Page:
Col­lege menin­gi­tis men­ace

The Middletown Press (Middletown, CT) - - YOUR DAILY BREAK - Dr. Mehmet Oz and Dr. Michael Roizen

Q: My son is en­rolled at a small col­lege in Ver­mont, and I heard that there was an out­break of menin­gi­tis on East Coast col­lege cam­puses. He’s had a lot of his vac­ci­na­tions, but what is avail­able to pro­tect him from this? — Sharon S., Syra­cuse, New York

A: All par­ents of teens should talk to their kids’ doc about get­ting the MenB vac­cine. The pre­ferred age for vac­ci­na­tion is 16 to 18, but any­time af­ter that is fine.

If your son is up on his vac­ci­na­tions, he’s prob­a­bly pro­tected against the most com­mon strains of menin­gi­tis. If not, then he should ar­range to get those vac­ci­na­tions. You can dis­cuss the best sched­ule for that with his doc­tor.

The good news is that cases of menin­gi­tis in the U.S. are at record lows. The bad news is that be­tween 10 and 15 per­cent of the cases that do hap­pen turn out to be fa­tal, and up to 20 per­cent cause the in­fected per­son last­ing dis­abil­i­ties.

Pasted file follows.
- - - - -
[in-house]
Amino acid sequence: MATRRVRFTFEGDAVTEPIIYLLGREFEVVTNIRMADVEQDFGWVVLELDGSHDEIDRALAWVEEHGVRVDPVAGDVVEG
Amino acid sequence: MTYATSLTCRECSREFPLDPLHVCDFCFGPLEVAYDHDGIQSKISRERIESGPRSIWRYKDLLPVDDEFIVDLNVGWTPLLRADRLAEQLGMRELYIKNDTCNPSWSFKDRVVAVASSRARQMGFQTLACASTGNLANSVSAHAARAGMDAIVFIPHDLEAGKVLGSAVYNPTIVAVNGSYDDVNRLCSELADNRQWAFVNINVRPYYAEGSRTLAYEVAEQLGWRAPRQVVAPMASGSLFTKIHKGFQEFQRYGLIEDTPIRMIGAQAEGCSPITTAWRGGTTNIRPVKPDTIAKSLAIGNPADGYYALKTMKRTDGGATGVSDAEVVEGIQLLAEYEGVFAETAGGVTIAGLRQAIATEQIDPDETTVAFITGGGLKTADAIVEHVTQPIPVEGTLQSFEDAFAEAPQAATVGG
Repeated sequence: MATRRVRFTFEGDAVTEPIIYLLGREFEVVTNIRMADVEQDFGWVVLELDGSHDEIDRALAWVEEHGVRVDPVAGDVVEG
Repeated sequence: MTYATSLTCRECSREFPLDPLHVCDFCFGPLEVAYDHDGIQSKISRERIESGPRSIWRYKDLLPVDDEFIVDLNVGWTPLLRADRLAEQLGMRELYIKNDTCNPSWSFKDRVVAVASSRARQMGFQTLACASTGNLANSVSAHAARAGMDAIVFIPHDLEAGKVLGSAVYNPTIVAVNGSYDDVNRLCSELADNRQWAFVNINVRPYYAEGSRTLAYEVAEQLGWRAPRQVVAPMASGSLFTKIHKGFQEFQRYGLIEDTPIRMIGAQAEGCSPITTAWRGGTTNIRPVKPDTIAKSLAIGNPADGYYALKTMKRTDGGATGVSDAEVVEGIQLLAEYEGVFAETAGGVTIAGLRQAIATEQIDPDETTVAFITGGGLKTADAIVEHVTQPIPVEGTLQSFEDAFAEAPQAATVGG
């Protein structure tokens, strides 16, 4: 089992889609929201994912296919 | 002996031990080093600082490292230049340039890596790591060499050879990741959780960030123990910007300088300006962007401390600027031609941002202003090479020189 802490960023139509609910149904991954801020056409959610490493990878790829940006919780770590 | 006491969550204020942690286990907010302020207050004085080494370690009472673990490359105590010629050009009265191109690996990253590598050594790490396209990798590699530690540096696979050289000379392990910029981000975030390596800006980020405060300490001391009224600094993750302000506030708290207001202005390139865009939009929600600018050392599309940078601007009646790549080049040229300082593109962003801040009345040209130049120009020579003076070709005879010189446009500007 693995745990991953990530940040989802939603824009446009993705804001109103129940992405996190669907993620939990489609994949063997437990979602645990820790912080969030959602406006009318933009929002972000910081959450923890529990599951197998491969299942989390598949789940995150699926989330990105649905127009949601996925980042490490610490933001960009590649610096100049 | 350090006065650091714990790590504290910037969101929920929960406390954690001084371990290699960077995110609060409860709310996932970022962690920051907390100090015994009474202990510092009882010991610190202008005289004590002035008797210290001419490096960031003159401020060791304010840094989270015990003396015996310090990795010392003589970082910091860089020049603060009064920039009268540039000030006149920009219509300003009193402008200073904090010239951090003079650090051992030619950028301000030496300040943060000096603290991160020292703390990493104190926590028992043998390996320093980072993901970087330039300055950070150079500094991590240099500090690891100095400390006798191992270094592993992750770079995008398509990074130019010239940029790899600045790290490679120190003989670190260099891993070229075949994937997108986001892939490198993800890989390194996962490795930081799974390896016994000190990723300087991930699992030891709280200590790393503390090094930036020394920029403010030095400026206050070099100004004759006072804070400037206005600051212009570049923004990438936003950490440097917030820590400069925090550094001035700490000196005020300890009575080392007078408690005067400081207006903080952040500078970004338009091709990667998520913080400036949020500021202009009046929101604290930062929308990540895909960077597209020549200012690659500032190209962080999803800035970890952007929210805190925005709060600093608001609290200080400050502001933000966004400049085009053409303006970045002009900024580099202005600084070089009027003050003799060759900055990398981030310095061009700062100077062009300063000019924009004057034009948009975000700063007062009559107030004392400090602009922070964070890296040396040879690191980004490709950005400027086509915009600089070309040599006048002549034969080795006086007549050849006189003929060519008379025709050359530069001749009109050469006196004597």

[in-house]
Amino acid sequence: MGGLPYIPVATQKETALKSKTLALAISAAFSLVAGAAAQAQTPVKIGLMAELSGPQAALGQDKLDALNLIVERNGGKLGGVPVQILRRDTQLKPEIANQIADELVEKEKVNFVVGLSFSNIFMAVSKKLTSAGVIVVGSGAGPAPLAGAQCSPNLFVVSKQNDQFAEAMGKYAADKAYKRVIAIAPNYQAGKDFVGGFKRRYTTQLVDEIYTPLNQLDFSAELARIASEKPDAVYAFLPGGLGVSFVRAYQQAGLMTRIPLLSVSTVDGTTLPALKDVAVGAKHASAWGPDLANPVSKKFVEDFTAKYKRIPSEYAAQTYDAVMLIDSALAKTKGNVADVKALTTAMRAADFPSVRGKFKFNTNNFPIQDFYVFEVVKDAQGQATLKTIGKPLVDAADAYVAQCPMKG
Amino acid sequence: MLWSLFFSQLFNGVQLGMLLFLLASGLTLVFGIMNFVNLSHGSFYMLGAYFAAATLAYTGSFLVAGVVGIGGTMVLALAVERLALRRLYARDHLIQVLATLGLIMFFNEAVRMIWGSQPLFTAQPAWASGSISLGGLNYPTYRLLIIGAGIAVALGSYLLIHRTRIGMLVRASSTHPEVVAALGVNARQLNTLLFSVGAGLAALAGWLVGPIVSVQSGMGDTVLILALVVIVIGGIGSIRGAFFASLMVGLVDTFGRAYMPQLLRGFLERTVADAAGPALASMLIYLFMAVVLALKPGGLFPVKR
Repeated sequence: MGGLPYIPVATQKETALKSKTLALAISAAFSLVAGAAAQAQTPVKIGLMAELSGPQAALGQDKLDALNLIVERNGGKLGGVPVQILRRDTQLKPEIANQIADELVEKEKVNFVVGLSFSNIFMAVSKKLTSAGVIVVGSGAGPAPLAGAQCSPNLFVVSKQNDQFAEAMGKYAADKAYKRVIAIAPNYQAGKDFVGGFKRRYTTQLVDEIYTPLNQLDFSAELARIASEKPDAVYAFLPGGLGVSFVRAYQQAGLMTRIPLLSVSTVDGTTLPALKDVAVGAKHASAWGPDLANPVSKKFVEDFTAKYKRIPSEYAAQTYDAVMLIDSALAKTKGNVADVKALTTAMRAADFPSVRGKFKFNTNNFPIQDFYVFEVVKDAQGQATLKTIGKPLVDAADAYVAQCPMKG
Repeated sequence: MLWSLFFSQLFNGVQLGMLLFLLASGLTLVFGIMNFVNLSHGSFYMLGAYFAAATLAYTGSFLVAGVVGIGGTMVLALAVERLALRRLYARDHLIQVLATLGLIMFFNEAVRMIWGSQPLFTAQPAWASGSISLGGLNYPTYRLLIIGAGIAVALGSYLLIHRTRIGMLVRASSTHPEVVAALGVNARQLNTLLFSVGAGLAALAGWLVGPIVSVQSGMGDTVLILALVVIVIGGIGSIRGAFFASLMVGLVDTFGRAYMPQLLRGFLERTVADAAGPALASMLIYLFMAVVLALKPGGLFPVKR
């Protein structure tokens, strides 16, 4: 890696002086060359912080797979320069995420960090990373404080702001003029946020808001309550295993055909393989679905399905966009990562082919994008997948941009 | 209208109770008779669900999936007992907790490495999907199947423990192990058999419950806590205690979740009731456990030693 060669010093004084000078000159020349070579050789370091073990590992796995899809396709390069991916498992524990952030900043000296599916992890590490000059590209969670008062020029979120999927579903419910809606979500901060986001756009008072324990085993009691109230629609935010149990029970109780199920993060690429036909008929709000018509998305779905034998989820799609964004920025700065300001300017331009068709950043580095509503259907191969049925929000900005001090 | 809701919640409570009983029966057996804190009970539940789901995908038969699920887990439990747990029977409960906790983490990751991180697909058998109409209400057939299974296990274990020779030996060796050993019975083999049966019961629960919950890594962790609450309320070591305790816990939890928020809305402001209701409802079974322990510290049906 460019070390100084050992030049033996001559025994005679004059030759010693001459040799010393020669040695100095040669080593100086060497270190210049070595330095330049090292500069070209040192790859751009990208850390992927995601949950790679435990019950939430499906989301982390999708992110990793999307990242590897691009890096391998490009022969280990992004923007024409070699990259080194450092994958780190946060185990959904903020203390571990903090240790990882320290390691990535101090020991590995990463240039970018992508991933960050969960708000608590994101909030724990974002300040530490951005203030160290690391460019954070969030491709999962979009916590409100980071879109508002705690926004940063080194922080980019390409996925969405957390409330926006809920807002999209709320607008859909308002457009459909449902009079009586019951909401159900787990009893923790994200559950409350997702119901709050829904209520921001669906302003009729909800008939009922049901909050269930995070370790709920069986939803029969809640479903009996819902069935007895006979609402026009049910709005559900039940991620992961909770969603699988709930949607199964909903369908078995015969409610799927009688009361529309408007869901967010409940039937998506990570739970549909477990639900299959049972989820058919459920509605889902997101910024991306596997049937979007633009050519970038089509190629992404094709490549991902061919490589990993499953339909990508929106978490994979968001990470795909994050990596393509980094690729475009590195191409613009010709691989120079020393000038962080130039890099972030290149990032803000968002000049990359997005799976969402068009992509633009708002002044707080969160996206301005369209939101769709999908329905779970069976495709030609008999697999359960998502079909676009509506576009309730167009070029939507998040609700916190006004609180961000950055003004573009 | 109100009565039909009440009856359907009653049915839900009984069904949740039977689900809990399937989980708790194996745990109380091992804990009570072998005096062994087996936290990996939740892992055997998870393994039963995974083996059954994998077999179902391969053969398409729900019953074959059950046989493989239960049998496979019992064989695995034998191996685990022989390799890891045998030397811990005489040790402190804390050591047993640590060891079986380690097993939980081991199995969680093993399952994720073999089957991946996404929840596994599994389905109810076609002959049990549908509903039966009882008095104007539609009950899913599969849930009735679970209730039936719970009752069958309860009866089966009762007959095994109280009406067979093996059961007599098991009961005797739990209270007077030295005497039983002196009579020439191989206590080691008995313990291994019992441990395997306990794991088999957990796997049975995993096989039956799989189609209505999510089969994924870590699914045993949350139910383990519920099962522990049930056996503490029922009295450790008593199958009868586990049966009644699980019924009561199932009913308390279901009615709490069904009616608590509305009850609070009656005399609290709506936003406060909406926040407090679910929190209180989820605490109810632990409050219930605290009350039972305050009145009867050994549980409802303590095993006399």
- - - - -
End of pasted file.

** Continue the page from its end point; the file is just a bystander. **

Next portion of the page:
It’s worth know­ing that the MenB vac­cine does trig­ger mild side ef­fects, such as sore­ness, tired­ness, fa­tigue, headache, fever or chills, nau­sea and di­ar­rhea, in about half of folks who get it. Th­ese re­ac­tions can hang around for a few days; they gen­er­ally dis­ap­pear com­pletely within a week.

Q: I heard that smoke from wild­fires is worse for you than cig­a­rette smoke. We’re be­ing blan­keted with it, be­tween the 600 fires in Bri­tish Columbia and the hun­dreds through­out the U.S. West Coast, plus Ne­vada, Idaho and Mon­tana. What’s the best way to limit ex­po­sure and still have a life? — Ja­son P., Seat­tle

A: Cig­a­rette smoke is a lot worse for you. But that doesn’t mean that there aren’t harm­ful chem­i­cals and par­tic­u­late mat­ter in the wild­fire smoke. There may be flakes of ash as well as bits of residue. Those par­ti­cles pick up things and those mi­cro­scopic par­ti­cles can pen­e­trate deep into your lungs along with the pol­lu­tants.

Mehmet Oz, M.D. is host of “The Dr. Oz Show,” and Mike Roizen, M.D. is Chief Well­ness Of­fi­cer and Chair of Well­ness In­sti­tute at Cleve­land Clinic. To live your health­i­est, tune into “The Dr. Oz Show” or visit www.share­

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